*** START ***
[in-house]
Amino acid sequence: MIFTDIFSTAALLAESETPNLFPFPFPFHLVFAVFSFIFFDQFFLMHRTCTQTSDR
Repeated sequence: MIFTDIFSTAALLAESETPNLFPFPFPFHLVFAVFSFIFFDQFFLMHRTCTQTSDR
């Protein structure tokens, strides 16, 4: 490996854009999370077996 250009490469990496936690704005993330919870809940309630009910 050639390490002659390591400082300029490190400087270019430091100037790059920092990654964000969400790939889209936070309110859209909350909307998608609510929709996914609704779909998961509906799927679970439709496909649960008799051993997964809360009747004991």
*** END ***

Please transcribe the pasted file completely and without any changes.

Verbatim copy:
[in-house]
Amino acid sequence: MIFTDIFSTAALLAESETPNLFPFPFPFHLVFAVFSFIFFDQFFLMHRTCTQTSDR
Repeated sequence: MIFTDIFSTAALLAESETPNLFPFPFPFHLVFAVFSFIFFDQFFLMHRTCTQTSDR
């Protein structure tokens, strides 16, 4: 490996854009999370077996 250009490469990496936690704005993330919870809940309630009910 050639390490002659390591400082300029490190400087270019430091100037790059920092990654964000969400790939889209936070309110859209909350909307998608609510929709996914609704779909998961509906799927679970439709496909649960008799051993997964809360009747004991």